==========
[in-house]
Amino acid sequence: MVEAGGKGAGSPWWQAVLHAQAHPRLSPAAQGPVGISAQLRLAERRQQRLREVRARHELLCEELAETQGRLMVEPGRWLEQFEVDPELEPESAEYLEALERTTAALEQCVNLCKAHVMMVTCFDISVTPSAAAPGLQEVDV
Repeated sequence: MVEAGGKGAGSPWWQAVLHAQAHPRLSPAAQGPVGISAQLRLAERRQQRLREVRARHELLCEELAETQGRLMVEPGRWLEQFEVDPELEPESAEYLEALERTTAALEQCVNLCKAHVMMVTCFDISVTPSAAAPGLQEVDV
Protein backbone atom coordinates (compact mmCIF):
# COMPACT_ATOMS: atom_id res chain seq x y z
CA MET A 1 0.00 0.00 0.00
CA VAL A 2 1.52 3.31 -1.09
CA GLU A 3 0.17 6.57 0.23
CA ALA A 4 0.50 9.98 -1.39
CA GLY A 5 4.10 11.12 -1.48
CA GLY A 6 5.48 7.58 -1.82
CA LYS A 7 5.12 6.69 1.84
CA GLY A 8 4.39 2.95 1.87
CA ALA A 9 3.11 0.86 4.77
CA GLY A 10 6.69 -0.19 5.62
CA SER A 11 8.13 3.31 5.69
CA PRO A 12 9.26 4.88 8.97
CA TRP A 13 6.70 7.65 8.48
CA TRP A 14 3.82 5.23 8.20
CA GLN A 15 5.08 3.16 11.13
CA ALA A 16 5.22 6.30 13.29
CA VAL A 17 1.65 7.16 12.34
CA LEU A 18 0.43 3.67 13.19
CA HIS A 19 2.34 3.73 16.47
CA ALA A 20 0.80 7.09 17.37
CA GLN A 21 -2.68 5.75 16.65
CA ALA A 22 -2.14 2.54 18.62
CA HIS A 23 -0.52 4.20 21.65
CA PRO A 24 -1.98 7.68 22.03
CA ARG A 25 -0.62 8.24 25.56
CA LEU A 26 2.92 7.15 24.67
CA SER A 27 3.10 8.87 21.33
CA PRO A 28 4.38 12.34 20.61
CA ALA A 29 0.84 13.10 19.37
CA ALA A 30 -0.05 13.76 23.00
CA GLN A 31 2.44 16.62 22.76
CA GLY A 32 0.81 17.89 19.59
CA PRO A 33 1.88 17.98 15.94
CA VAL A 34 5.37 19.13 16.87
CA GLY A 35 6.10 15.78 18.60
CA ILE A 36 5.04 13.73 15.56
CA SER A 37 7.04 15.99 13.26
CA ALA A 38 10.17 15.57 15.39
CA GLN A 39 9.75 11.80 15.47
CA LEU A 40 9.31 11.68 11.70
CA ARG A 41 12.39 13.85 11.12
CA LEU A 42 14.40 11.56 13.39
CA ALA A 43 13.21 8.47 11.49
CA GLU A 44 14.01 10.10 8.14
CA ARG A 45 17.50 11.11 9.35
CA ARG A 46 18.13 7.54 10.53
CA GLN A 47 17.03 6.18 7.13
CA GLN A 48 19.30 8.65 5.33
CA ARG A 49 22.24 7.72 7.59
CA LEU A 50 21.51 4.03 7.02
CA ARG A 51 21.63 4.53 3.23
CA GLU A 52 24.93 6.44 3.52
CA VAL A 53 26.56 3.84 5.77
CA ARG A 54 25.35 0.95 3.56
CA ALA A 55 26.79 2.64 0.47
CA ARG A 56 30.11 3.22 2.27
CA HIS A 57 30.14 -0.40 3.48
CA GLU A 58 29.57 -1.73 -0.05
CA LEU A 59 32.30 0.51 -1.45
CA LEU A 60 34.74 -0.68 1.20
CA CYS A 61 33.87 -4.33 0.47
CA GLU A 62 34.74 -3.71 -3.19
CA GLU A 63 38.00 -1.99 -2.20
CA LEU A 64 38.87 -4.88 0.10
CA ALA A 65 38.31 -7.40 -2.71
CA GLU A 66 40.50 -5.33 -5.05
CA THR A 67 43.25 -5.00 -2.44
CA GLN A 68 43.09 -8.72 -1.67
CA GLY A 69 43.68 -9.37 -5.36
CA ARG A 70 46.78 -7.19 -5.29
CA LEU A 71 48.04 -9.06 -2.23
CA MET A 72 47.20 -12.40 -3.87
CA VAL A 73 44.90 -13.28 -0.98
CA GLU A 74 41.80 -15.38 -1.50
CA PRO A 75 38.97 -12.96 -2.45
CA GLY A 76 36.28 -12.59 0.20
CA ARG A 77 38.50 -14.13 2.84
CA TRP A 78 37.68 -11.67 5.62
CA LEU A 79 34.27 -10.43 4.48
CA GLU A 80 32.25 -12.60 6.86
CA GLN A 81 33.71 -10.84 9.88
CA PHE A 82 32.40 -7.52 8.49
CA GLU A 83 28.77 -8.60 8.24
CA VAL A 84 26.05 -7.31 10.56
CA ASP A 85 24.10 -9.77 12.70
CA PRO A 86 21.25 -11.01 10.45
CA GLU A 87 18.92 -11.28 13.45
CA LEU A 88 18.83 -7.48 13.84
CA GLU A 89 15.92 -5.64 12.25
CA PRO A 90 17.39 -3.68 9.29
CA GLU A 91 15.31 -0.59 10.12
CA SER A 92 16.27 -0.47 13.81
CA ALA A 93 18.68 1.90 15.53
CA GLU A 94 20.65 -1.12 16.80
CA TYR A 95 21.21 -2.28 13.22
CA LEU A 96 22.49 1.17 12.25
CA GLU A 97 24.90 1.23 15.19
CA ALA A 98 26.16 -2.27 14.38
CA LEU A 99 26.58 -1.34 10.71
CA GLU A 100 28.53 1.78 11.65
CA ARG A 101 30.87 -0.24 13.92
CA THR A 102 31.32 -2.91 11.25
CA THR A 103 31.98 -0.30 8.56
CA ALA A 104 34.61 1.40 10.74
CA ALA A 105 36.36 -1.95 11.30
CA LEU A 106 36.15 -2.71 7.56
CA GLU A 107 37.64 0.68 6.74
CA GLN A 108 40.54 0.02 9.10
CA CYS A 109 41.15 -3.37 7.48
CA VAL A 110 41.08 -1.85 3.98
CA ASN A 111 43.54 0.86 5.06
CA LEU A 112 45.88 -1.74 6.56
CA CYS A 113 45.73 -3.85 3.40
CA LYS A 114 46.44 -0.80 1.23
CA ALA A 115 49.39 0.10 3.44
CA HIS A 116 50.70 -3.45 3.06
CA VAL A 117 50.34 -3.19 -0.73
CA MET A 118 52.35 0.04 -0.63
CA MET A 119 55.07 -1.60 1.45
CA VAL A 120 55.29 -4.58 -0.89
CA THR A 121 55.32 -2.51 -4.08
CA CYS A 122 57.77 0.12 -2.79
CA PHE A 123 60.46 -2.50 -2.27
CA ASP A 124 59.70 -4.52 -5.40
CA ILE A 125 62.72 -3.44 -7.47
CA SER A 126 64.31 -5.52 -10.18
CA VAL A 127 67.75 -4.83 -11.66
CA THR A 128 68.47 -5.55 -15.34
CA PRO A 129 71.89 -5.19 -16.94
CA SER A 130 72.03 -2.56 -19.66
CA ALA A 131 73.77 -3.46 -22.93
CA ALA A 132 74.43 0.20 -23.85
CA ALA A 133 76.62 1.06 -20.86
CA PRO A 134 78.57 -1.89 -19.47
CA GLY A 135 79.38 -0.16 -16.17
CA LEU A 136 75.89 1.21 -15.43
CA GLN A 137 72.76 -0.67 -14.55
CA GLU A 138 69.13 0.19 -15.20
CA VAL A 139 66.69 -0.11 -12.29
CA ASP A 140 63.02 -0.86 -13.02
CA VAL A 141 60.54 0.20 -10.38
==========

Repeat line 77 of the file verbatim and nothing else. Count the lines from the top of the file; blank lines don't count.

CA MET A 72 47.20 -12.40 -3.87